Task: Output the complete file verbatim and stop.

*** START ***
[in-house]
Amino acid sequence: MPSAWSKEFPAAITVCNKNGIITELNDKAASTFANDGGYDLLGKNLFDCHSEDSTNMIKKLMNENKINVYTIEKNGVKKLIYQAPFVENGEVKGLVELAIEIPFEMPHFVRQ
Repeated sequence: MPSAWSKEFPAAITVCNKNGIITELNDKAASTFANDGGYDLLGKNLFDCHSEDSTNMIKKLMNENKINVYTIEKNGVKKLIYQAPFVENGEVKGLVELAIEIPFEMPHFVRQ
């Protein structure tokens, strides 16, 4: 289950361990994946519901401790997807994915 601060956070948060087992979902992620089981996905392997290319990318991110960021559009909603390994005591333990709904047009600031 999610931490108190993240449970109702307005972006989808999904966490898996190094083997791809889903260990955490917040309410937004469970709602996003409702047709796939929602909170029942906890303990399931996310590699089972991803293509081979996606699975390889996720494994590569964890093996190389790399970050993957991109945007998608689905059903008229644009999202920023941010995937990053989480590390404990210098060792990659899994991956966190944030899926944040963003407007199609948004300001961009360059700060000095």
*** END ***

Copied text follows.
[in-house]
Amino acid sequence: MPSAWSKEFPAAITVCNKNGIITELNDKAASTFANDGGYDLLGKNLFDCHSEDSTNMIKKLMNENKINVYTIEKNGVKKLIYQAPFVENGEVKGLVELAIEIPFEMPHFVRQ
Repeated sequence: MPSAWSKEFPAAITVCNKNGIITELNDKAASTFANDGGYDLLGKNLFDCHSEDSTNMIKKLMNENKINVYTIEKNGVKKLIYQAPFVENGEVKGLVELAIEIPFEMPHFVRQ
């Protein structure tokens, strides 16, 4: 289950361990994946519901401790997807994915 601060956070948060087992979902992620089981996905392997290319990318991110960021559009909603390994005591333990709904047009600031 999610931490108190993240449970109702307005972006989808999904966490898996190094083997791809889903260990955490917040309410937004469970709602996003409702047709796939929602909170029942906890303990399931996310590699089972991803293509081979996606699975390889996720494994590569964890093996190389790399970050993957991109945007998608689905059903008229644009999202920023941010995937990053989480590390404990210098060792990659899994991956966190944030899926944040963003407007199609948004300001961009360059700060000095």